Assistant Professor of Radiology Duke University Medical Center
Robert R. Meyerhoff, MD, PhD: No financial relationships to disclose
Purpose: Many patients who present with lower gastrointestinal (LGI) bleeding and active contrast extravasation on computed tomography angiography (CTA) do not demonstrate active bleeds during catheter angiography (CA). Bleeding stops spontaneously in many patients, and CA represents an unnecessary procedural risk. The purpose of this study is to determine whether a subset of patients with slow extravasation on CTA are unlikely to have positive catheter angiography.
Materials and Methods: Retrospective review of 100 sequential patients from 11/3/2018 to 8/30/2022 who presented with LGI bleeding and positive CTA and underwent CA from was performed. Volume of extravasated contrast on arterial and portal venous phases was measured by a senior resident and attending abdominal radiologist using 3-dimensional segmentation in Visage Client version 7.1.17. Volume and time between imaging phases was used to calculate hemorrhage rate. Extravasation volume and rate were correlated with active contrast extravasation during CA. Patient age, bleed etiology, blood transfusion volume, hemoglobin, and time from CTA to CA were included for multivariate analysis.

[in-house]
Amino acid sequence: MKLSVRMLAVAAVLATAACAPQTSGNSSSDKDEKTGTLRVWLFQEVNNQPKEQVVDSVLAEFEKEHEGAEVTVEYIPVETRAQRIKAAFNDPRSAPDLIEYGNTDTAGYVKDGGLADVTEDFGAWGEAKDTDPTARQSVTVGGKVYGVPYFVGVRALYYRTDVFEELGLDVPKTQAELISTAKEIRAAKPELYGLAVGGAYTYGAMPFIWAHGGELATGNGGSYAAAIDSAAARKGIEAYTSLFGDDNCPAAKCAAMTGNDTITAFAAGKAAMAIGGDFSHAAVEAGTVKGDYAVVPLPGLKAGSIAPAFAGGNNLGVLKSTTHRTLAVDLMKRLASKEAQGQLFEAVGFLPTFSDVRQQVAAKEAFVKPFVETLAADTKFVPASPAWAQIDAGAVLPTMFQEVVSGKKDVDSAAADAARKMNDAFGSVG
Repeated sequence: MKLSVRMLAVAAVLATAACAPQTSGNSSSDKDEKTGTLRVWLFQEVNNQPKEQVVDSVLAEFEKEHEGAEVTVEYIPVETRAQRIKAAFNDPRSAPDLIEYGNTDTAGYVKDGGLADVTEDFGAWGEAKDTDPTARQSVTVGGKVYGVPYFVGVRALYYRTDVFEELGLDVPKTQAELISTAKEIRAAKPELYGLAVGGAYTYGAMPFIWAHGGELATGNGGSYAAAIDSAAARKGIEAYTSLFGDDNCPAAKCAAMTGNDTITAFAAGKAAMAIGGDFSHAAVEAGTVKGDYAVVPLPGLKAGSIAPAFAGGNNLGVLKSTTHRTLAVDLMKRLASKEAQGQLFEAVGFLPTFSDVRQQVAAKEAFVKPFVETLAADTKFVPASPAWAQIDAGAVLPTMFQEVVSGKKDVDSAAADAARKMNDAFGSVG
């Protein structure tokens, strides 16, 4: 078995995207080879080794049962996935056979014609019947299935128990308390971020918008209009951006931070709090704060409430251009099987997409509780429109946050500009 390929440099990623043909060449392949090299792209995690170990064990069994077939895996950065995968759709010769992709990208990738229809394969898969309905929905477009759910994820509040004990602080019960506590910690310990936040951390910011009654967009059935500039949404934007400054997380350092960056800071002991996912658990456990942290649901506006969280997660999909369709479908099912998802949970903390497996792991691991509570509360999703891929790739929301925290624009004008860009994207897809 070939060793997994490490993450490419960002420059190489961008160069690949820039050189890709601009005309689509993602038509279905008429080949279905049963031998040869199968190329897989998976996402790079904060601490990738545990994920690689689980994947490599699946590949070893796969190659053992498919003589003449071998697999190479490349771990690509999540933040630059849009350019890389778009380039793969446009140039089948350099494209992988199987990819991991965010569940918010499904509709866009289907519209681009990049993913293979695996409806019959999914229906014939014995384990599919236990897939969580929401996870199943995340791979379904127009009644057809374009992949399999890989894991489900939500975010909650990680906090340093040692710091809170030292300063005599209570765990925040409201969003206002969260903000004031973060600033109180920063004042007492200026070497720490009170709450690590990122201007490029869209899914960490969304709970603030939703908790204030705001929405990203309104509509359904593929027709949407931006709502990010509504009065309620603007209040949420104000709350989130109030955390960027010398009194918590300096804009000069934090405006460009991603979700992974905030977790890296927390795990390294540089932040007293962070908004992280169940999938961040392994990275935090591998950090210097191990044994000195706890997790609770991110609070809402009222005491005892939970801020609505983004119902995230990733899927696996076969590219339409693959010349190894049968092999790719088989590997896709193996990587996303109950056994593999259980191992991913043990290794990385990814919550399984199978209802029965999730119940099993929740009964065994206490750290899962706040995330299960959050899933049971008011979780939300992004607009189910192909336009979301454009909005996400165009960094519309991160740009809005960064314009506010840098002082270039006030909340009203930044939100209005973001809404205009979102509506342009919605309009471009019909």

Results: Majority of patients in our cohort were males presenting with diverticular bleeds. 55% of patients were found to have active extravasation on CA and of those 63% underwent coil embolization. Using a binary cutoff of bleed rate less than or greater than 0.5 mL/min, there was a significantly greater rate of positive CA with calculated hemorrhage rates greater than 0.5 mL/min than less than 0.5 mL/min (61% vs 25%, p=0.008). For absolute hemorrhage rate, there was a trend toward more likely positive CA with greater hemorrhage rate which was not statistically significant (p=0.1). Percent increase of bleed volume between arterial and portal venous phase for patients with positive CA was 297% versus 146% for patients with negative CA (p < 0.05). Additionally, decreased time between CTA and CA approached statistical significance in a multivariate analysis (p = 0.08).
Conclusion: While patients with a bleed rate less than 0.5 mL per minute were less likely to have positive CA, 25% of these patients still had a positive CA, suggesting that even patients with a slow bleed by CTA may warrant intervention. There was no correlation between absolute hemorrhage rate and positive CA. Interestingly, percentage increase in extravasated volume between arterial and venous phase was a predictor of CA. These findings may assist in identifying patients likely to have ceased bleeding by the time of CA and would benefit from conservative management rather than intervention.